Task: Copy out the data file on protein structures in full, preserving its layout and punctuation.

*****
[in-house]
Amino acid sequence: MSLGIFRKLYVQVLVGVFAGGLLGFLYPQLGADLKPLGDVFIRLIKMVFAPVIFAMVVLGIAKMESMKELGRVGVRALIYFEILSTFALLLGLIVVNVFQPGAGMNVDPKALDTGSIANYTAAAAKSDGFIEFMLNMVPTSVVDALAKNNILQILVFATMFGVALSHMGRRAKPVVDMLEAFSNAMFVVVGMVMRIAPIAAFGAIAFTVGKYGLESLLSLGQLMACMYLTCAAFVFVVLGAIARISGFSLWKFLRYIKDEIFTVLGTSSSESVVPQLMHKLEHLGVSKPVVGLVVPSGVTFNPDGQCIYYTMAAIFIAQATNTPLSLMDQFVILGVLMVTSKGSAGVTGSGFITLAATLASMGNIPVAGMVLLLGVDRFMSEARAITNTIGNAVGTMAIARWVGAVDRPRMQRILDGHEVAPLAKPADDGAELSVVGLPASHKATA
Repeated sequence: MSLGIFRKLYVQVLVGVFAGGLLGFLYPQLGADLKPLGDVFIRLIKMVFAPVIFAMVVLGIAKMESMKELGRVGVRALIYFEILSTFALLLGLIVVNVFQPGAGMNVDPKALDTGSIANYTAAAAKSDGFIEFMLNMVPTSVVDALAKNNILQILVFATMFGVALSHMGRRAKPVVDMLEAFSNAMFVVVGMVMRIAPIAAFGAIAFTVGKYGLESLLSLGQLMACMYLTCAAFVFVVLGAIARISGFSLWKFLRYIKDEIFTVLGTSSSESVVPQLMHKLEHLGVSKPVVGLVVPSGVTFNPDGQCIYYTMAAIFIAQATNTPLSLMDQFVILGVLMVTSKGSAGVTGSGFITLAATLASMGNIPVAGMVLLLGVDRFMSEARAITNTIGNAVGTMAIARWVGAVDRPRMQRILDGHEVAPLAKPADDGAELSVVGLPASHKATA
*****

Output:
[in-house]
Amino acid sequence: MSLGIFRKLYVQVLVGVFAGGLLGFLYPQLGADLKPLGDVFIRLIKMVFAPVIFAMVVLGIAKMESMKELGRVGVRALIYFEILSTFALLLGLIVVNVFQPGAGMNVDPKALDTGSIANYTAAAAKSDGFIEFMLNMVPTSVVDALAKNNILQILVFATMFGVALSHMGRRAKPVVDMLEAFSNAMFVVVGMVMRIAPIAAFGAIAFTVGKYGLESLLSLGQLMACMYLTCAAFVFVVLGAIARISGFSLWKFLRYIKDEIFTVLGTSSSESVVPQLMHKLEHLGVSKPVVGLVVPSGVTFNPDGQCIYYTMAAIFIAQATNTPLSLMDQFVILGVLMVTSKGSAGVTGSGFITLAATLASMGNIPVAGMVLLLGVDRFMSEARAITNTIGNAVGTMAIARWVGAVDRPRMQRILDGHEVAPLAKPADDGAELSVVGLPASHKATA
Repeated sequence: MSLGIFRKLYVQVLVGVFAGGLLGFLYPQLGADLKPLGDVFIRLIKMVFAPVIFAMVVLGIAKMESMKELGRVGVRALIYFEILSTFALLLGLIVVNVFQPGAGMNVDPKALDTGSIANYTAAAAKSDGFIEFMLNMVPTSVVDALAKNNILQILVFATMFGVALSHMGRRAKPVVDMLEAFSNAMFVVVGMVMRIAPIAAFGAIAFTVGKYGLESLLSLGQLMACMYLTCAAFVFVVLGAIARISGFSLWKFLRYIKDEIFTVLGTSSSESVVPQLMHKLEHLGVSKPVVGLVVPSGVTFNPDGQCIYYTMAAIFIAQATNTPLSLMDQFVILGVLMVTSKGSAGVTGSGFITLAATLASMGNIPVAGMVLLLGVDRFMSEARAITNTIGNAVGTMAIARWVGAVDRPRMQRILDGHEVAPLAKPADDGAELSVVGLPASHKATA